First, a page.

Australian olives branch out to world, as new competition boasts distinctive Wagga flavour

BRANCHING OUT: Shane Cummins at the CSU winery, where he picked olives with the Long Paddock Olive Rustlers. Picture: Les Smith
BRANCHING OUT: Shane Cummins at the CSU winery, where he picked olives with the Long Paddock Olive Rustlers. Picture: Les Smith

After 20 years, The Australian National Extra Virgin Olive Oil Show has gone global and there’s a distinctive Wagga flavour about it. 

Wagga’s Shane Cummins is chairman of judges for the reborn Australian International Olive Awards, the only competition in the world incorporating both table olives and oil. 

He’s been in the game for two decades, starting his love affair with the salty fruit while picking from public and abandoned groves with the Long Paddock Olive Rustlers. He completed the DPI’s Extra Virgin Olive Oil Appreciation and Assessment course in 2009. 

While still working out what makes the ‘perfect’ oil, he’s confident you can get it here. 

“I’m a touch biased but happy to say the best olive oils in the world come from Wagga, though I occasionally clash with people from Griffith and Rutherglen,” he said.

“Oils have always been seen as the base of cooking, rather than a key ingredient or hero.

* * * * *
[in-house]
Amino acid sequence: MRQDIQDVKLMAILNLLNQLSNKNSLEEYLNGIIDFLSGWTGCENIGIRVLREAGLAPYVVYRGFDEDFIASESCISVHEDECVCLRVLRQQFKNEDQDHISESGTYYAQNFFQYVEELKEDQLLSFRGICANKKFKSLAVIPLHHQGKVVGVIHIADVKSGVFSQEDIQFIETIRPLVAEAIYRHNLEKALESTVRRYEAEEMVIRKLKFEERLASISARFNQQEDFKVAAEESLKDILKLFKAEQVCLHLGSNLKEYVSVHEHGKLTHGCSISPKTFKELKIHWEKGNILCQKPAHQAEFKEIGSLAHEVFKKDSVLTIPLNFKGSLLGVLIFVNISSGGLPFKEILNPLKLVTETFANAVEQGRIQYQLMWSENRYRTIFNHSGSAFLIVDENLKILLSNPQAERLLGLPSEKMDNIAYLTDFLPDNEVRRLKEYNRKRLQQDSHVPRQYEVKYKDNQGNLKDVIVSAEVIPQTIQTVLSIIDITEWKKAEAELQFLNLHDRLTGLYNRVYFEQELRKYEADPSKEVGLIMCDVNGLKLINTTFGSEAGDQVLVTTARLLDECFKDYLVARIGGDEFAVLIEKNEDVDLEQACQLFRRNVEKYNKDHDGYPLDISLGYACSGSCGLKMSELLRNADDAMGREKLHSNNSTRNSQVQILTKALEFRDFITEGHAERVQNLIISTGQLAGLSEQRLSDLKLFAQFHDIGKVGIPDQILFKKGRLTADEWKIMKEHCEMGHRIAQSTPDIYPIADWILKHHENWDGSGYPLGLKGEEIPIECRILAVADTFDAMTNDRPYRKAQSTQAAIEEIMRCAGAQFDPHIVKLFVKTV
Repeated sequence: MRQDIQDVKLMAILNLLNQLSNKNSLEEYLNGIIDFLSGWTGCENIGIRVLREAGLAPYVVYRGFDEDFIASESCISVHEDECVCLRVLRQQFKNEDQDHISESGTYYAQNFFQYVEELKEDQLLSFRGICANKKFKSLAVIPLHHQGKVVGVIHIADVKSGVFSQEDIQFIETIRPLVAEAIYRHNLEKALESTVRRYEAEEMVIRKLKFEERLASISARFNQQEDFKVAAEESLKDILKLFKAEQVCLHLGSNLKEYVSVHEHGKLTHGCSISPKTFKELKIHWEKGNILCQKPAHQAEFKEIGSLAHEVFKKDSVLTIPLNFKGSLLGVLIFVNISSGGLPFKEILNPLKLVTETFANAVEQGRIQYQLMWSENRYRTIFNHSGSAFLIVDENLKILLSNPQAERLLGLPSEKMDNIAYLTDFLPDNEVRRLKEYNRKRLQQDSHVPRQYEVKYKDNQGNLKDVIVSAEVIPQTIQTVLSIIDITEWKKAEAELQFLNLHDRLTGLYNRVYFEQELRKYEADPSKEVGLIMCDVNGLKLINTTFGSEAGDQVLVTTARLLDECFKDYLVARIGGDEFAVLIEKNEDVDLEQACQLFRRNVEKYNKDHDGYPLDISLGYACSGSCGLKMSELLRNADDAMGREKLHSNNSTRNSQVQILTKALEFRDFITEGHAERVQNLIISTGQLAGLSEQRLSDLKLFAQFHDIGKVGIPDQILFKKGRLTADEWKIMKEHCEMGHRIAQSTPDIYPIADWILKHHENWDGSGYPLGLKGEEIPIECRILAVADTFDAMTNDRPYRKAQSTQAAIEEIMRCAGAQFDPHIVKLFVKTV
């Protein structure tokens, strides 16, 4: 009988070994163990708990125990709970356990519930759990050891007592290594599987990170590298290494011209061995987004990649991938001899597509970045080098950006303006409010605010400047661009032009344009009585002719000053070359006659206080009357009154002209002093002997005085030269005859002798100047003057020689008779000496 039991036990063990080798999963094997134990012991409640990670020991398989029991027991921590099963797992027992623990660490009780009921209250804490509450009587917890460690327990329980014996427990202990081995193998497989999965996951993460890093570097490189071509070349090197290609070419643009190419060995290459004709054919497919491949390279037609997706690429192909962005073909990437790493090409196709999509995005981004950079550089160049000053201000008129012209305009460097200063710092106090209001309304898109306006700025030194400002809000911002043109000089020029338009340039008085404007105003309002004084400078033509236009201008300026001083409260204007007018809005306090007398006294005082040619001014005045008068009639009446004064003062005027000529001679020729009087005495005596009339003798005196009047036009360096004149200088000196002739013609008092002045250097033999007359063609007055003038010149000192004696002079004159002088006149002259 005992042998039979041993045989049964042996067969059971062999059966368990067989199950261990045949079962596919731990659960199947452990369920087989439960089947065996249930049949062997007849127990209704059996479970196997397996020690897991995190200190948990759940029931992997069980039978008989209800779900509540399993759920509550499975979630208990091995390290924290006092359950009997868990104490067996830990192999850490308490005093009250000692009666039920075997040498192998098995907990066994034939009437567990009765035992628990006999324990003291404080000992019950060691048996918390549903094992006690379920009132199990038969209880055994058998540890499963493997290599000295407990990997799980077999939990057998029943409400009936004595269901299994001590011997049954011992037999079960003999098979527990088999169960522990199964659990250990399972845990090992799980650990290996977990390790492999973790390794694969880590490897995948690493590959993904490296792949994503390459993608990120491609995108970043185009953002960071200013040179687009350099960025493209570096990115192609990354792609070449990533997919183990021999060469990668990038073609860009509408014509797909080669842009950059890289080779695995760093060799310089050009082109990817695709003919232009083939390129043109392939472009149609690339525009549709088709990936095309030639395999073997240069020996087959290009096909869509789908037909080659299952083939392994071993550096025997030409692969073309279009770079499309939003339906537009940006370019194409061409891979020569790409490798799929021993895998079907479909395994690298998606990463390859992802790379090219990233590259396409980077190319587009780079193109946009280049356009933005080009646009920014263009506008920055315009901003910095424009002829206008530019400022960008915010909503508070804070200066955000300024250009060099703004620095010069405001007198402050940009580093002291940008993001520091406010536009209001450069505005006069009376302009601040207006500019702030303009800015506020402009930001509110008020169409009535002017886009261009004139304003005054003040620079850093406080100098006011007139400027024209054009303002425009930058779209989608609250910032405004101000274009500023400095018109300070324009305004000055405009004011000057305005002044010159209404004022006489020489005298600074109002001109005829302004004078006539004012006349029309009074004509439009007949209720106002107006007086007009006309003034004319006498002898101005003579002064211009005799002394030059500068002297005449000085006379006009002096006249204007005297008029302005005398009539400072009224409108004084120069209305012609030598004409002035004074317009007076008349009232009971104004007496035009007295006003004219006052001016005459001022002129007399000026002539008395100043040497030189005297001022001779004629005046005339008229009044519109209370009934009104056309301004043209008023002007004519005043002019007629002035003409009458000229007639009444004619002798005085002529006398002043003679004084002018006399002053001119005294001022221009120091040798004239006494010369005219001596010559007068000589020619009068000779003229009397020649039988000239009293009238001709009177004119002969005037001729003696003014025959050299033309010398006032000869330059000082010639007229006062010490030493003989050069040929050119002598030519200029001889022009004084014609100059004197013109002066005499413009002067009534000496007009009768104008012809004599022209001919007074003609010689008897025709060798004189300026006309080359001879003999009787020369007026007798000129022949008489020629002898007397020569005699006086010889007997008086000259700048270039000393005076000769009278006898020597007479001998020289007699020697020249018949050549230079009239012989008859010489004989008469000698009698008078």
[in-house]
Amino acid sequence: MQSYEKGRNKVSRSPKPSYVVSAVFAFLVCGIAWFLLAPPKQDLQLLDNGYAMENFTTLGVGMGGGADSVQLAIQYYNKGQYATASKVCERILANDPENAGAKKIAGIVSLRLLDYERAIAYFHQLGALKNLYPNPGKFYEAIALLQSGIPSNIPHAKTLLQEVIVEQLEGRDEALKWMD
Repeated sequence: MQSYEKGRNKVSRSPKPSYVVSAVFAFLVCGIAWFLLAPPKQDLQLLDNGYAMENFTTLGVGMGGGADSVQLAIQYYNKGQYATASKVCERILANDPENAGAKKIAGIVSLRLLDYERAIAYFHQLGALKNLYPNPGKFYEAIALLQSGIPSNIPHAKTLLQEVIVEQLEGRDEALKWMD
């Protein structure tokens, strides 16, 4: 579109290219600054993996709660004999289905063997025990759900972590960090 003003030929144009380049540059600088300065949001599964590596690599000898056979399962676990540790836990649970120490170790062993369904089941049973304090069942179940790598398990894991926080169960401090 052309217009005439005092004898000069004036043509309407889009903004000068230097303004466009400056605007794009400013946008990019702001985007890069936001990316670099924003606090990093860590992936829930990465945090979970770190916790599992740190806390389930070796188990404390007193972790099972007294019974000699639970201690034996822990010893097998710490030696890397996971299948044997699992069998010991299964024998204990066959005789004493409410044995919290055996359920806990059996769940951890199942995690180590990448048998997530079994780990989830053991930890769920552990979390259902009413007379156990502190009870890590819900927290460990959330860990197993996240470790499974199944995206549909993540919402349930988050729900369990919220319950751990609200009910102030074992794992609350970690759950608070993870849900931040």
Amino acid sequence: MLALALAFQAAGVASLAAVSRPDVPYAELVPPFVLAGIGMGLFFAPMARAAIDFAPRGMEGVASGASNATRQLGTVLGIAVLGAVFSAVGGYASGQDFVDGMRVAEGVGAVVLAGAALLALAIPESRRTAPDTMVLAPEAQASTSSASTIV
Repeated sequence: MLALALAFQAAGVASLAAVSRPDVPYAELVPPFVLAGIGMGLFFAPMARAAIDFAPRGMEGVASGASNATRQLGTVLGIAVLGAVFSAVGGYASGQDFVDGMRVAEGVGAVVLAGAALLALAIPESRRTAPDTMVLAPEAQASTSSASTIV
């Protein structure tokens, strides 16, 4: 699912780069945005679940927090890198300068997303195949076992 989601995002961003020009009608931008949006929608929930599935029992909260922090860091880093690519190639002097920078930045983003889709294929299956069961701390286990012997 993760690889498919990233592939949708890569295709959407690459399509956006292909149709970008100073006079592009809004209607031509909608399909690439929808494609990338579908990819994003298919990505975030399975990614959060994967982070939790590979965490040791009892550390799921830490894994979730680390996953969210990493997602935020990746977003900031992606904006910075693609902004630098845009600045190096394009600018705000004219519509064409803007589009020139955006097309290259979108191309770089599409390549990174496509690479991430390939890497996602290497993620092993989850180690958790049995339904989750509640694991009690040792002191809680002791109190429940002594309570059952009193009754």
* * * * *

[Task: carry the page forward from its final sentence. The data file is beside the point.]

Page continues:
“A good oil is really like pepper, it brings out the flavour of a meal.”

Mr Cummins will meet olive aficionados from all over the world next week in Adelaide for a massive three days of training and judging. 

He said Australia has looked overseas for industry guidance, but we hold many of the answers ourselves. 

“Because of that clean, green image Australia has, because of the mechanisation we have in horticulture and agriculture, because of the quality assurance standards in place, we’re actually making really good oil.

“We’re putting all of those things into practice, and we’re learning the trade and the craft as we go.

“We looked overseas for a long time, but the answer’s not necessarily over there.

“We’re not leading the world but we’re not far off it.”

Victoria’s Cobram Estate have taken out best in show in New York a number of times and Mr Cummins said a lot of Aussie oils aren’t far behind them.

Many of the world’s olive oils are accredited right here at the DPI’s testing lab. To pass the bar oils have to be free of faults and have chemistry within strict parameters, assessed by a panel of eight people.

Mr Cummins said he’s currently working out how to get the most out of the international knowledge about to land in Adelaide. 

“It’s an opportunity to balance our ideas and perceptions out with the rest of the world,” he said. 

Judging will wrap up on Saturday, with results of the first Australian International Olive Awards available on the AOA website on September 29.